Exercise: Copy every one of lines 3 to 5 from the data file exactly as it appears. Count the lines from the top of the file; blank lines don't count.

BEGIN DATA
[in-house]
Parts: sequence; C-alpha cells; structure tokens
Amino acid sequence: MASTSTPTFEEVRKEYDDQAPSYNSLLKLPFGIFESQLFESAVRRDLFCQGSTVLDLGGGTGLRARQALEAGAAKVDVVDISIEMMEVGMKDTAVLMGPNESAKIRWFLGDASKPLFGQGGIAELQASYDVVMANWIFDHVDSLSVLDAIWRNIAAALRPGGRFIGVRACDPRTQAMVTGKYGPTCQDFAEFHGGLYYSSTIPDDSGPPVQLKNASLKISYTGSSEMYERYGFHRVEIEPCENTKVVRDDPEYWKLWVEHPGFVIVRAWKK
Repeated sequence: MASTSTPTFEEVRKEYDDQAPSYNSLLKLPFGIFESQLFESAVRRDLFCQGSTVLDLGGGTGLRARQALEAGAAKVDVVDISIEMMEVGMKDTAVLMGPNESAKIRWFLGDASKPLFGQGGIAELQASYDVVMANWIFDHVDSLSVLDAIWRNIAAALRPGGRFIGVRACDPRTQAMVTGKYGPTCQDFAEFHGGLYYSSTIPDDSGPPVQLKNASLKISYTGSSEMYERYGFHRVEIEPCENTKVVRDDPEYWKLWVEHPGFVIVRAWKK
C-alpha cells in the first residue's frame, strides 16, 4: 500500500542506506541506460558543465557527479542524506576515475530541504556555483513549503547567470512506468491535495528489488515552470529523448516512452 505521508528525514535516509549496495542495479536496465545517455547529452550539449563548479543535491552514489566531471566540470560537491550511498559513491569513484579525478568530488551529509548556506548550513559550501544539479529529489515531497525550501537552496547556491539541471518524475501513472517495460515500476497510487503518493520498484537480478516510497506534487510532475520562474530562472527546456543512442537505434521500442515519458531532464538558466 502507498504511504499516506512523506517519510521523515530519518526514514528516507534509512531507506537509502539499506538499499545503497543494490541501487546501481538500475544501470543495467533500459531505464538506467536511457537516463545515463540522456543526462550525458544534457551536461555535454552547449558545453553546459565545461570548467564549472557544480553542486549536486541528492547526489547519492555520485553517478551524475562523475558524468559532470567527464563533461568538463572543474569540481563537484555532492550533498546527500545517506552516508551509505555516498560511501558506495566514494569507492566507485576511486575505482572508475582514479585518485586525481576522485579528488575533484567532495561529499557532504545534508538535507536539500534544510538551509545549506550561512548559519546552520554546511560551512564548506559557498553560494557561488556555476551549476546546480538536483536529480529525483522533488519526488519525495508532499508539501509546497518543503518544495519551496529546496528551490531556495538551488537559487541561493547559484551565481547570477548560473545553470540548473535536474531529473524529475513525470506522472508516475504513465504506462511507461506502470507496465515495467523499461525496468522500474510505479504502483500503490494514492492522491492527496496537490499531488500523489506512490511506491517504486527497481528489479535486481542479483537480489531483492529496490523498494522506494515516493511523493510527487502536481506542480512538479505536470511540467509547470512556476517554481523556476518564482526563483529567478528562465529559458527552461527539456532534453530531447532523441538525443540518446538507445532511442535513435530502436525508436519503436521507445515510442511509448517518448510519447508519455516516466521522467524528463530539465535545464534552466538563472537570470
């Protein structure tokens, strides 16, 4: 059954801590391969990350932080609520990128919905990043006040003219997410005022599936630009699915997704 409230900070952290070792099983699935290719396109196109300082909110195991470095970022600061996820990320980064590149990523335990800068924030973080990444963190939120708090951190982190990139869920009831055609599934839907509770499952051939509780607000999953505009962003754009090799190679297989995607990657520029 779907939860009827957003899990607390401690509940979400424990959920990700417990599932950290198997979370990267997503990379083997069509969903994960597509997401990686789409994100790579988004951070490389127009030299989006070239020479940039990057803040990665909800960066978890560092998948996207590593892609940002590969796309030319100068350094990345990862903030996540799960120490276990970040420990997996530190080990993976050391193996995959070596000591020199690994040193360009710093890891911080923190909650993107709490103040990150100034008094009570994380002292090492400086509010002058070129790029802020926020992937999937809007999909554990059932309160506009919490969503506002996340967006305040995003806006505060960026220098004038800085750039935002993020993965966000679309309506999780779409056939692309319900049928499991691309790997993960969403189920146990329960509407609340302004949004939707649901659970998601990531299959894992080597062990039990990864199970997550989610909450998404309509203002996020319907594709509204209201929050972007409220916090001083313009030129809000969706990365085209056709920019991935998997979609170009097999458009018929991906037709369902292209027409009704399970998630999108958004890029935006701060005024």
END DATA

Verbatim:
Amino acid sequence: MASTSTPTFEEVRKEYDDQAPSYNSLLKLPFGIFESQLFESAVRRDLFCQGSTVLDLGGGTGLRARQALEAGAAKVDVVDISIEMMEVGMKDTAVLMGPNESAKIRWFLGDASKPLFGQGGIAELQASYDVVMANWIFDHVDSLSVLDAIWRNIAAALRPGGRFIGVRACDPRTQAMVTGKYGPTCQDFAEFHGGLYYSSTIPDDSGPPVQLKNASLKISYTGSSEMYERYGFHRVEIEPCENTKVVRDDPEYWKLWVEHPGFVIVRAWKK
Repeated sequence: MASTSTPTFEEVRKEYDDQAPSYNSLLKLPFGIFESQLFESAVRRDLFCQGSTVLDLGGGTGLRARQALEAGAAKVDVVDISIEMMEVGMKDTAVLMGPNESAKIRWFLGDASKPLFGQGGIAELQASYDVVMANWIFDHVDSLSVLDAIWRNIAAALRPGGRFIGVRACDPRTQAMVTGKYGPTCQDFAEFHGGLYYSSTIPDDSGPPVQLKNASLKISYTGSSEMYERYGFHRVEIEPCENTKVVRDDPEYWKLWVEHPGFVIVRAWKK
C-alpha cells in the first residue's frame, strides 16, 4: 500500500542506506541506460558543465557527479542524506576515475530541504556555483513549503547567470512506468491535495528489488515552470529523448516512452 505521508528525514535516509549496495542495479536496465545517455547529452550539449563548479543535491552514489566531471566540470560537491550511498559513491569513484579525478568530488551529509548556506548550513559550501544539479529529489515531497525550501537552496547556491539541471518524475501513472517495460515500476497510487503518493520498484537480478516510497506534487510532475520562474530562472527546456543512442537505434521500442515519458531532464538558466 502507498504511504499516506512523506517519510521523515530519518526514514528516507534509512531507506537509502539499506538499499545503497543494490541501487546501481538500475544501470543495467533500459531505464538506467536511457537516463545515463540522456543526462550525458544534457551536461555535454552547449558545453553546459565545461570548467564549472557544480553542486549536486541528492547526489547519492555520485553517478551524475562523475558524468559532470567527464563533461568538463572543474569540481563537484555532492550533498546527500545517506552516508551509505555516498560511501558506495566514494569507492566507485576511486575505482572508475582514479585518485586525481576522485579528488575533484567532495561529499557532504545534508538535507536539500534544510538551509545549506550561512548559519546552520554546511560551512564548506559557498553560494557561488556555476551549476546546480538536483536529480529525483522533488519526488519525495508532499508539501509546497518543503518544495519551496529546496528551490531556495538551488537559487541561493547559484551565481547570477548560473545553470540548473535536474531529473524529475513525470506522472508516475504513465504506462511507461506502470507496465515495467523499461525496468522500474510505479504502483500503490494514492492522491492527496496537490499531488500523489506512490511506491517504486527497481528489479535486481542479483537480489531483492529496490523498494522506494515516493511523493510527487502536481506542480512538479505536470511540467509547470512556476517554481523556476518564482526563483529567478528562465529559458527552461527539456532534453530531447532523441538525443540518446538507445532511442535513435530502436525508436519503436521507445515510442511509448517518448510519447508519455516516466521522467524528463530539465535545464534552466538563472537570470